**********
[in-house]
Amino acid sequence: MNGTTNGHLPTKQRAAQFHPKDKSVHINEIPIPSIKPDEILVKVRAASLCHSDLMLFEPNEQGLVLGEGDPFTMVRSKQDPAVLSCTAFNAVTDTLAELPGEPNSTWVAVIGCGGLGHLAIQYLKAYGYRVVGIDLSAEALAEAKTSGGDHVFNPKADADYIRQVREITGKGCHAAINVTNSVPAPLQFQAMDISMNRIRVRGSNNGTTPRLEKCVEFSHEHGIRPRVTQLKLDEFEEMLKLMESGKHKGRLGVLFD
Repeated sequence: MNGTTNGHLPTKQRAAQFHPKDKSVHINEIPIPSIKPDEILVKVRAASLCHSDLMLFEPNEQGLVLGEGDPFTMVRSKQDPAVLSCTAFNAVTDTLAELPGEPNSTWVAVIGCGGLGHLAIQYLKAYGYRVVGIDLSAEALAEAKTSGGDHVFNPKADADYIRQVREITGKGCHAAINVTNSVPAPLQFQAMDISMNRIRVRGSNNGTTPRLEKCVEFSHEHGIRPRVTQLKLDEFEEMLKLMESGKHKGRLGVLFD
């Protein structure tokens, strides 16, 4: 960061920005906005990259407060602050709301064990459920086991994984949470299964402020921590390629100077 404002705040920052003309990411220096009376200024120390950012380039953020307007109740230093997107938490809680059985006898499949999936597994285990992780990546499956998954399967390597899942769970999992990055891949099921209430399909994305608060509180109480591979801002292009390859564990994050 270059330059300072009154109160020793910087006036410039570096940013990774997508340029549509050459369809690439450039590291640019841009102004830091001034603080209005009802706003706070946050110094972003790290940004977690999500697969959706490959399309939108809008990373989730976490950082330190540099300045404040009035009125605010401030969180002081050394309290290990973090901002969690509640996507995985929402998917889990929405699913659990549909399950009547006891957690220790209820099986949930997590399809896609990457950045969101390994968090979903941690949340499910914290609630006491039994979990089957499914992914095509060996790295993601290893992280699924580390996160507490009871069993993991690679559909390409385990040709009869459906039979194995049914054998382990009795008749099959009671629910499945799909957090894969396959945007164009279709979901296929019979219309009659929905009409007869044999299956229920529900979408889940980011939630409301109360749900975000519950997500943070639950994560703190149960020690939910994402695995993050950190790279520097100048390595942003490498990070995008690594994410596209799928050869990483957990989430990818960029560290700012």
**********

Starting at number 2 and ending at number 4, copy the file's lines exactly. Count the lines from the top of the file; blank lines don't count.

Amino acid sequence: MNGTTNGHLPTKQRAAQFHPKDKSVHINEIPIPSIKPDEILVKVRAASLCHSDLMLFEPNEQGLVLGEGDPFTMVRSKQDPAVLSCTAFNAVTDTLAELPGEPNSTWVAVIGCGGLGHLAIQYLKAYGYRVVGIDLSAEALAEAKTSGGDHVFNPKADADYIRQVREITGKGCHAAINVTNSVPAPLQFQAMDISMNRIRVRGSNNGTTPRLEKCVEFSHEHGIRPRVTQLKLDEFEEMLKLMESGKHKGRLGVLFD
Repeated sequence: MNGTTNGHLPTKQRAAQFHPKDKSVHINEIPIPSIKPDEILVKVRAASLCHSDLMLFEPNEQGLVLGEGDPFTMVRSKQDPAVLSCTAFNAVTDTLAELPGEPNSTWVAVIGCGGLGHLAIQYLKAYGYRVVGIDLSAEALAEAKTSGGDHVFNPKADADYIRQVREITGKGCHAAINVTNSVPAPLQFQAMDISMNRIRVRGSNNGTTPRLEKCVEFSHEHGIRPRVTQLKLDEFEEMLKLMESGKHKGRLGVLFD
């Protein structure tokens, strides 16, 4: 960061920005906005990259407060602050709301064990459920086991994984949470299964402020921590390629100077 404002705040920052003309990411220096009376200024120390950012380039953020307007109740230093997107938490809680059985006898499949999936597994285990992780990546499956998954399967390597899942769970999992990055891949099921209430399909994305608060509180109480591979801002292009390859564990994050 270059330059300072009154109160020793910087006036410039570096940013990774997508340029549509050459369809690439450039590291640019841009102004830091001034603080209005009802706003706070946050110094972003790290940004977690999500697969959706490959399309939108809008990373989730976490950082330190540099300045404040009035009125605010401030969180002081050394309290290990973090901002969690509640996507995985929402998917889990929405699913659990549909399950009547006891957690220790209820099986949930997590399809896609990457950045969101390994968090979903941690949340499910914290609630006491039994979990089957499914992914095509060996790295993601290893992280699924580390996160507490009871069993993991690679559909390409385990040709009869459906039979194995049914054998382990009795008749099959009671629910499945799909957090894969396959945007164009279709979901296929019979219309009659929905009409007869044999299956229920529900979408889940980011939630409301109360749900975000519950997500943070639950994560703190149960020690939910994402695995993050950190790279520097100048390595942003490498990070995008690594994410596209799928050869990483957990989430990818960029560290700012």